Although all psychologists agree that people change over time, they disagree considerably over how to conceptualize those changes. One group sees us as changing gradually with age; the other school of thought sees people as going through a series of abrupt changes form one stage to the next.
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Stage Theories of Development
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Stage theorists believe that: 0 the changes occurring from one stage to the next make children qualitatively different rather than quantitatively from how they were at a previous stage. All children must pass through the same qualitatively different stages in the same order. In addition, they believe that a child cannot progress to the next stage until the current one has been mastered. Stage Theories of Moral Development Two theorists have provided us with stage theories of moral development that are related to Piglet's theory of cognitive development. 1.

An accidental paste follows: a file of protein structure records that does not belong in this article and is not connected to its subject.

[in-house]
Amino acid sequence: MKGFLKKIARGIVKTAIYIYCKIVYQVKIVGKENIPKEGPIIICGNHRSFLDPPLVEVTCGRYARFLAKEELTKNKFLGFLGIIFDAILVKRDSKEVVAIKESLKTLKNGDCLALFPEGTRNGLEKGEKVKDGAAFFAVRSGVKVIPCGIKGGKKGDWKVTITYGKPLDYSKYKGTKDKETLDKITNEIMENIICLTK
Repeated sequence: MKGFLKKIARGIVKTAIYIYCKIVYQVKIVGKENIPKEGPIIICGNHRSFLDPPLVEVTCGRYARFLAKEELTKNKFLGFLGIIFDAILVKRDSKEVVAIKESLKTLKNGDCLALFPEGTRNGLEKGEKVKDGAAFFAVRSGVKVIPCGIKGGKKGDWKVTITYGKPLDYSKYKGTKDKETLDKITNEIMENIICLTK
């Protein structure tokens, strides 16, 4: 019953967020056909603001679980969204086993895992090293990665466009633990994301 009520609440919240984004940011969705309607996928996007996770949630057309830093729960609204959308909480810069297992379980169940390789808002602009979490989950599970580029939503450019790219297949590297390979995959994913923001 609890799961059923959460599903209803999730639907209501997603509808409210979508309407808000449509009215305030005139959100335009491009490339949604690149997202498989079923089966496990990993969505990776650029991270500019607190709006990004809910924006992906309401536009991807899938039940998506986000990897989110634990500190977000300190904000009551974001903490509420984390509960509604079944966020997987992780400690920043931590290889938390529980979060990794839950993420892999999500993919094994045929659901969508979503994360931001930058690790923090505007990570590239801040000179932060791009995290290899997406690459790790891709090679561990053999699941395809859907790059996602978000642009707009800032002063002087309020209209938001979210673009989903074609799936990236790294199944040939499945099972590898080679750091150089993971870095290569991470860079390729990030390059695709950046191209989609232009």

Theorist: Lawrence Goldberg Born on 1927 and died on 1987 Theory: (1969) He collected data for his stage theory of moral development by presenting boys with moral dilemmas and asking for evaluations of the people and action involved. Example of the type of dilemma used by Goldberg: 0 In Europe, a lady was dying because she was very sick. There was one drug that the doctors said might save her. This medicine was discovered y a man living in the same town. It cost him $200 to make it, but he charged $2,000 for Just a little of it.
The sick lady husband, Heinz, tried to borrow enough money to buy the drug. He went to everyone he knew to borrow the money. He told the man who made the drug that his wife was dying and asked him to sell the medicine cheaper or let him pay later. But the man said, "No, I made the drug and I'm going to make money from it. " So Heinz broke into the store and stole the drug
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